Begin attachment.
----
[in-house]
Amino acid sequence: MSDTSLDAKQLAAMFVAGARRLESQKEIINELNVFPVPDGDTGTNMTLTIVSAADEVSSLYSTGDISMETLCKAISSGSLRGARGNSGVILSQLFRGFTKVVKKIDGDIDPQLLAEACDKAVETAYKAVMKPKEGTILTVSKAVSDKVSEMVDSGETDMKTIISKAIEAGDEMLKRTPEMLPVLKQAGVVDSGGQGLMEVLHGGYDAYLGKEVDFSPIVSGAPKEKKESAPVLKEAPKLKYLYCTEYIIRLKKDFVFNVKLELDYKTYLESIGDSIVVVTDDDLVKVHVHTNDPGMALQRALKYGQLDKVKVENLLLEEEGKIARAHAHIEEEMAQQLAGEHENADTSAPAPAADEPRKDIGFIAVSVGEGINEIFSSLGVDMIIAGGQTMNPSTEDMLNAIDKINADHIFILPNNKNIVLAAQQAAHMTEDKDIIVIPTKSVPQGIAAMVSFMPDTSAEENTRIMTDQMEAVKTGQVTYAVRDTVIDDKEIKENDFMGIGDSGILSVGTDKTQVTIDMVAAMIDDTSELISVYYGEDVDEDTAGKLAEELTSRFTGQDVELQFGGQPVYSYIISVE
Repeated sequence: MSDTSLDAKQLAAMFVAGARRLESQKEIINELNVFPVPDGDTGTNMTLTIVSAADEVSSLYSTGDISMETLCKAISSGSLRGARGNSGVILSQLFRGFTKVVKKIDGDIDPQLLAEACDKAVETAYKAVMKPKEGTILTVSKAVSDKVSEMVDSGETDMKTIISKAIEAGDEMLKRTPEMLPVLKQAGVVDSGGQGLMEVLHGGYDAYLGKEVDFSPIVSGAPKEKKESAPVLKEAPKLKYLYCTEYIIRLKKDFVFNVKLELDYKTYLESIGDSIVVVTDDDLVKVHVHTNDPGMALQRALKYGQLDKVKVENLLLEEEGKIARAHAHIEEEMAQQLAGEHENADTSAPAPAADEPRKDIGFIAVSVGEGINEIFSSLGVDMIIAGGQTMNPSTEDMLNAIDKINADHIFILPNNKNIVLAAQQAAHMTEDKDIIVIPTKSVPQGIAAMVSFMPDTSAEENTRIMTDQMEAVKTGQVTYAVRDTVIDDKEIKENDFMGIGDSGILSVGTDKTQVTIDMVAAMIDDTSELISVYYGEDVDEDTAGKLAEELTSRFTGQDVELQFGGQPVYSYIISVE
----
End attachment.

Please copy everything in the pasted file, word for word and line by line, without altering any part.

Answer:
[in-house]
Amino acid sequence: MSDTSLDAKQLAAMFVAGARRLESQKEIINELNVFPVPDGDTGTNMTLTIVSAADEVSSLYSTGDISMETLCKAISSGSLRGARGNSGVILSQLFRGFTKVVKKIDGDIDPQLLAEACDKAVETAYKAVMKPKEGTILTVSKAVSDKVSEMVDSGETDMKTIISKAIEAGDEMLKRTPEMLPVLKQAGVVDSGGQGLMEVLHGGYDAYLGKEVDFSPIVSGAPKEKKESAPVLKEAPKLKYLYCTEYIIRLKKDFVFNVKLELDYKTYLESIGDSIVVVTDDDLVKVHVHTNDPGMALQRALKYGQLDKVKVENLLLEEEGKIARAHAHIEEEMAQQLAGEHENADTSAPAPAADEPRKDIGFIAVSVGEGINEIFSSLGVDMIIAGGQTMNPSTEDMLNAIDKINADHIFILPNNKNIVLAAQQAAHMTEDKDIIVIPTKSVPQGIAAMVSFMPDTSAEENTRIMTDQMEAVKTGQVTYAVRDTVIDDKEIKENDFMGIGDSGILSVGTDKTQVTIDMVAAMIDDTSELISVYYGEDVDEDTAGKLAEELTSRFTGQDVELQFGGQPVYSYIISVE
Repeated sequence: MSDTSLDAKQLAAMFVAGARRLESQKEIINELNVFPVPDGDTGTNMTLTIVSAADEVSSLYSTGDISMETLCKAISSGSLRGARGNSGVILSQLFRGFTKVVKKIDGDIDPQLLAEACDKAVETAYKAVMKPKEGTILTVSKAVSDKVSEMVDSGETDMKTIISKAIEAGDEMLKRTPEMLPVLKQAGVVDSGGQGLMEVLHGGYDAYLGKEVDFSPIVSGAPKEKKESAPVLKEAPKLKYLYCTEYIIRLKKDFVFNVKLELDYKTYLESIGDSIVVVTDDDLVKVHVHTNDPGMALQRALKYGQLDKVKVENLLLEEEGKIARAHAHIEEEMAQQLAGEHENADTSAPAPAADEPRKDIGFIAVSVGEGINEIFSSLGVDMIIAGGQTMNPSTEDMLNAIDKINADHIFILPNNKNIVLAAQQAAHMTEDKDIIVIPTKSVPQGIAAMVSFMPDTSAEENTRIMTDQMEAVKTGQVTYAVRDTVIDDKEIKENDFMGIGDSGILSVGTDKTQVTIDMVAAMIDDTSELISVYYGEDVDEDTAGKLAEELTSRFTGQDVELQFGGQPVYSYIISVE